COVID-19 vaccine will be distributed in a three-phase plan in Florida

DORAL, FL – COVID-19 vaccine will be distributed in a three-phase plan that must be submitted to the federal government next month, considering CDC moved the deadline for states to submit their plans for the vaccine distribution from November 1 to November 15. 

According to an Oct. 16 draft plan of the Florida Department of Health, health care personnel, essential workers, high-risk individuals and the elderly will be vaccinated first due to limited supplies. This includes staff and residents of nursing homes and other long-term care settings and first responders. 

When all of the above are vaccinated, the state would move to phase two that, according to Naples Daily News, will be the time when large numbers of vaccine doses become available. 

In this phase, pediatricians and primary care providers will get supplies as the October draft outlines, and mass vaccinations clinics will be open by county health departments. 

Such clinics will be in service to “ensure there is equitable distribution of the vaccine, in the same way COVID-19 testing was made available,” the report said.

CBS4 reported that during this phase, some hospitals partnered with the state would provide vaccinations to inpatients and outpatients who seek care in emergency rooms, urgent-care centers and outpatient clinics.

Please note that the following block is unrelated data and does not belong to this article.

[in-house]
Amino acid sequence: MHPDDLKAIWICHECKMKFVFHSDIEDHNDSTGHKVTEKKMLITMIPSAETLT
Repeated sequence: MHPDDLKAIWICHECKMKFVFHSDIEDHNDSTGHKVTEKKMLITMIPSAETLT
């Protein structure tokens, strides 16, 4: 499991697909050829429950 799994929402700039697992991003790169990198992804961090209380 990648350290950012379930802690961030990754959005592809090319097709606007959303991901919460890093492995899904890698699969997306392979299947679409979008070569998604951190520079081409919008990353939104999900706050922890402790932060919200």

The third phase, on the other hand, will be for commercial pharmacies to be given vaccination supplies  under the 51-page draft dated Oct. 16, reported CBS4.

While the timeline as well as the vaccine distribution with limited supplies is not perfectly clear for now, the state Department of Health is working diligently to guarantee a proper delivery. 

Regarding the initial distribution with limited supplies, the federal Advisory Committee on Immunization Practices is working to solve that issue and will make a recommendation to the CDC when vaccines are authorized for use.

It should be noted the state is making use of CDC guidelines for its plan and factors integrated planning with the 67 county health departments while also taking into account the lessons learned from seasonal flu, H1N1 pandemic and the Hepatitis A vaccine program.

As part of the state’s preparedness, county health departments must run a vaccination administration exercise before Dec. 1 to make sure they can respond properly to the public’s demand during the second phase of the plan.

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